Johnny Bristol


3 Février 1939, Morganton, Caroline du Nord, United States


Remembered mainly for his classic soul hit 'Hang On in There Baby', Johnny Bristol was a powerful, heart-wrenching R&B crooner who also worked for Motown records during its golden period in the 1960s and '70s. Born in North Carolina, Bristol was serving in the air force when he started singing in a doo-wop duo with Jackey Beavers and recorded a string of singles in 1959 for the Tri-Phi label. When the company was taken over by Motown in the mid-'60s, he began working with Harvey Fuqua as a producer and songwriter and after marrying the niece of label founder Berry Gordy, he became an important part of the company and helped create hits such as 'Aint No Mountain High Enough' for Marvin Gaye and Tammi Terrell, 'Someday We'll Be Together' for Diana Ross and the Supremes and 'What Does It Take' for Junior Walker and the Allstars.

Wanting a shot at stardom himself, he signed to MGM as a solo artist and found instant success when his debut single 'Hang On in There Baby' reached number two in the UK and number eight in the US in 1974. It was later covered by Bette Midler, Blue and Gary Barlow and has become a well-recognised slice of R&B-pop from the era, but Bristol's following singles 'Memories Don't Leave Like People Do' and 'You and I' failed to make the same impact. The Osmonds had a number one hit in the UK with his song 'Love Me for a Reason' and Bristol later recorded the duet 'My Guy - My Girl' with Amii Stewart which was popular in Europe in 1980. He continued to perform, record and write regularly into the 1990s, before his death aged 65 in 2004 from natural causes.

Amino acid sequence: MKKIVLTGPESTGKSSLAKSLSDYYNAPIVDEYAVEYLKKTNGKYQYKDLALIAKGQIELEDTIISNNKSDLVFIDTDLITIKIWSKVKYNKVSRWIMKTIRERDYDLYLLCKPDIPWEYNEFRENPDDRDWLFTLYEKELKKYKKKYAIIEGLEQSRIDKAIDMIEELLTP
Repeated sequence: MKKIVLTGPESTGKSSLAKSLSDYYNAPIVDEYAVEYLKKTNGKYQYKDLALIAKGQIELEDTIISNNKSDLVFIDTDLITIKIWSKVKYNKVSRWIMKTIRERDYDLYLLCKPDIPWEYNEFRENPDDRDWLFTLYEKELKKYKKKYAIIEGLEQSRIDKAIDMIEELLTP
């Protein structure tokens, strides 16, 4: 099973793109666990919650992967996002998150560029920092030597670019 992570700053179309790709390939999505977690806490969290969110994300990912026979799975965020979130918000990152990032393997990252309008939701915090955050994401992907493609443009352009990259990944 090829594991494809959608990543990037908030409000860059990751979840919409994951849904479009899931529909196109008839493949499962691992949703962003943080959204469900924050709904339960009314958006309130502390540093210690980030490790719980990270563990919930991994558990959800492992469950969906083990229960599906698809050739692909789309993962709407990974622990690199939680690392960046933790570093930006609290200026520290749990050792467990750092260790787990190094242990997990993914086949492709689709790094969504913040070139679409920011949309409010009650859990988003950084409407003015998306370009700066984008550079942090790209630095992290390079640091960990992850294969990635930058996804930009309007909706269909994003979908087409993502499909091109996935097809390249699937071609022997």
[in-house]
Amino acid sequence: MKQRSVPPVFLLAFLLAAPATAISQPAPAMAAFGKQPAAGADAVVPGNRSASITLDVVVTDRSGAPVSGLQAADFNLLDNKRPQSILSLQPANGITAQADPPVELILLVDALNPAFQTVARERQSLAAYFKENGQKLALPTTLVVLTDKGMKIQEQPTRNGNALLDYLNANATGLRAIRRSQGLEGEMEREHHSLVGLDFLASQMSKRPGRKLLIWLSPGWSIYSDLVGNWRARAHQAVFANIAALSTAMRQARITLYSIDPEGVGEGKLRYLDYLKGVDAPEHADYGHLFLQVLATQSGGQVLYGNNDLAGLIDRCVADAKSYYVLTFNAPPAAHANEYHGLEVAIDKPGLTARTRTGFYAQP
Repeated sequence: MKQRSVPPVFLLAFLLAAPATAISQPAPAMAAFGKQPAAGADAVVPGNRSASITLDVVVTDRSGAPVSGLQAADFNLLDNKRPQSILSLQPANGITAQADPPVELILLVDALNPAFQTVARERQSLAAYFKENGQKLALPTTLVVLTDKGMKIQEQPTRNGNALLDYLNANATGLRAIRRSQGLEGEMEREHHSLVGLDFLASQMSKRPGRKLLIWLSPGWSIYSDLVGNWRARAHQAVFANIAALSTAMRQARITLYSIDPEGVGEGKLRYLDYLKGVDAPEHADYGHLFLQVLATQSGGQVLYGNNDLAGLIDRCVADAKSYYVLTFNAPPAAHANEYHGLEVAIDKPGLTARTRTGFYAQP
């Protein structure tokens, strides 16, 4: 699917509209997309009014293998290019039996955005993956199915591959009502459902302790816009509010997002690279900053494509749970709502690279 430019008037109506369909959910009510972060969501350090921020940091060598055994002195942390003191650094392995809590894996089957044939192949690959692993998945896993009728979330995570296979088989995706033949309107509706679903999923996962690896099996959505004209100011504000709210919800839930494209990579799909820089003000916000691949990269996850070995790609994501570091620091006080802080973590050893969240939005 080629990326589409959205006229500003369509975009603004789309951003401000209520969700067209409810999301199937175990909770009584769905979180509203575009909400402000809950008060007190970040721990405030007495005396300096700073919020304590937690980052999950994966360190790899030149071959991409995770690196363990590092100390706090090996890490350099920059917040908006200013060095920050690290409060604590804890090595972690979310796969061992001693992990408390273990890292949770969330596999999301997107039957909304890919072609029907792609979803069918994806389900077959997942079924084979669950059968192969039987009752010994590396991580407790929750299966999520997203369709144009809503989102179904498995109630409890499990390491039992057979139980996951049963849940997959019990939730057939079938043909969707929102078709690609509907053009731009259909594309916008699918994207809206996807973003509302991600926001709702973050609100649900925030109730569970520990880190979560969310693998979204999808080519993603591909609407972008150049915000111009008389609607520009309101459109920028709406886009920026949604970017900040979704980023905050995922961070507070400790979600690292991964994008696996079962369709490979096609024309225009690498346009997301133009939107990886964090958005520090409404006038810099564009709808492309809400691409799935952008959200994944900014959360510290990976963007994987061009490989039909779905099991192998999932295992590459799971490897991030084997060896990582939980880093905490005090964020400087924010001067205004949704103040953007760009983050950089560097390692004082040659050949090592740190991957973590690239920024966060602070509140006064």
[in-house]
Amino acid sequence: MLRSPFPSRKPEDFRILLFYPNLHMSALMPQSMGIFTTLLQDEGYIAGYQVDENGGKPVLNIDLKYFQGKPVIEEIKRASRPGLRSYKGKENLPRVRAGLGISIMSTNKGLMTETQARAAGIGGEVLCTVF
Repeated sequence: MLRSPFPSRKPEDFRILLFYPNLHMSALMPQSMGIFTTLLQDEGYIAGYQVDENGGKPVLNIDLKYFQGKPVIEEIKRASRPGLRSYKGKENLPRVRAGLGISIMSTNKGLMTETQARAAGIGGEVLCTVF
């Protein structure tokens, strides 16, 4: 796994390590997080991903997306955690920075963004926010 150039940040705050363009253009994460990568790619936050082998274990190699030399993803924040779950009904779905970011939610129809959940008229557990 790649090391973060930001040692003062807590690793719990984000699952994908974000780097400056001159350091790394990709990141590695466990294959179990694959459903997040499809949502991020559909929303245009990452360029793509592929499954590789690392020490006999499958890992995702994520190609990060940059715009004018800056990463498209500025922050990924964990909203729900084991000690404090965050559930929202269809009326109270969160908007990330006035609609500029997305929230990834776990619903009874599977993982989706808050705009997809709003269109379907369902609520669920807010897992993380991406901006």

Artist biography compiled by BDS/West 10. All rights reserved